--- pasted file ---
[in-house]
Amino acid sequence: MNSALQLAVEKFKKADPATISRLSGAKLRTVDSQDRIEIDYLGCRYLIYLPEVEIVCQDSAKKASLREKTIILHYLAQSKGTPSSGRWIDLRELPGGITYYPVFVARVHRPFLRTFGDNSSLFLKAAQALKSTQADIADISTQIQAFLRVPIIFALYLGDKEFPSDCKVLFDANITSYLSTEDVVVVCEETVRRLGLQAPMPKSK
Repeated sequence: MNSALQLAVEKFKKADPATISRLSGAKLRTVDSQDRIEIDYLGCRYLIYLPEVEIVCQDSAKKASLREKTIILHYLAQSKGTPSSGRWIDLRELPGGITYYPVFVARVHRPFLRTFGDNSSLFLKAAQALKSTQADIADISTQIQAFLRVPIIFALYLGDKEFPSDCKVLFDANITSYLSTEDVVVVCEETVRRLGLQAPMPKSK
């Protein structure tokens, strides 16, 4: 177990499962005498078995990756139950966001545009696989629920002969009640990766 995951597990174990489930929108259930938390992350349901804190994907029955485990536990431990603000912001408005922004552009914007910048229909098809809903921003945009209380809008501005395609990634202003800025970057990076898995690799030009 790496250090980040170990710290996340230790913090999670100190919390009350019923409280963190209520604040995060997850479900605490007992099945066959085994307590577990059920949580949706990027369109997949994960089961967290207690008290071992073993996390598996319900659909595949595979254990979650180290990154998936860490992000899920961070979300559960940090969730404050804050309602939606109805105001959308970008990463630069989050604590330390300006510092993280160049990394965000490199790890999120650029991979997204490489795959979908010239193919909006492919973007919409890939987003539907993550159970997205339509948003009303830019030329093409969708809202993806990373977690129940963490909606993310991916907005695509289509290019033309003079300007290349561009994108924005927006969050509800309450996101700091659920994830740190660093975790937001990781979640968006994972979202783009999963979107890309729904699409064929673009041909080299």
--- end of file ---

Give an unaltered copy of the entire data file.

[in-house]
Amino acid sequence: MNSALQLAVEKFKKADPATISRLSGAKLRTVDSQDRIEIDYLGCRYLIYLPEVEIVCQDSAKKASLREKTIILHYLAQSKGTPSSGRWIDLRELPGGITYYPVFVARVHRPFLRTFGDNSSLFLKAAQALKSTQADIADISTQIQAFLRVPIIFALYLGDKEFPSDCKVLFDANITSYLSTEDVVVVCEETVRRLGLQAPMPKSK
Repeated sequence: MNSALQLAVEKFKKADPATISRLSGAKLRTVDSQDRIEIDYLGCRYLIYLPEVEIVCQDSAKKASLREKTIILHYLAQSKGTPSSGRWIDLRELPGGITYYPVFVARVHRPFLRTFGDNSSLFLKAAQALKSTQADIADISTQIQAFLRVPIIFALYLGDKEFPSDCKVLFDANITSYLSTEDVVVVCEETVRRLGLQAPMPKSK
């Protein structure tokens, strides 16, 4: 177990499962005498078995990756139950966001545009696989629920002969009640990766 995951597990174990489930929108259930938390992350349901804190994907029955485990536990431990603000912001408005922004552009914007910048229909098809809903921003945009209380809008501005395609990634202003800025970057990076898995690799030009 790496250090980040170990710290996340230790913090999670100190919390009350019923409280963190209520604040995060997850479900605490007992099945066959085994307590577990059920949580949706990027369109997949994960089961967290207690008290071992073993996390598996319900659909595949595979254990979650180290990154998936860490992000899920961070979300559960940090969730404050804050309602939606109805105001959308970008990463630069989050604590330390300006510092993280160049990394965000490199790890999120650029991979997204490489795959979908010239193919909006492919973007919409890939987003539907993550159970997205339509948003009303830019030329093409969708809202993806990373977690129940963490909606993310991916907005695509289509290019033309003079300007290349561009994108924005927006969050509800309450996101700091659920994830740190660093975790937001990781979640968006994972979202783009999963979107890309729904699409064929673009041909080299």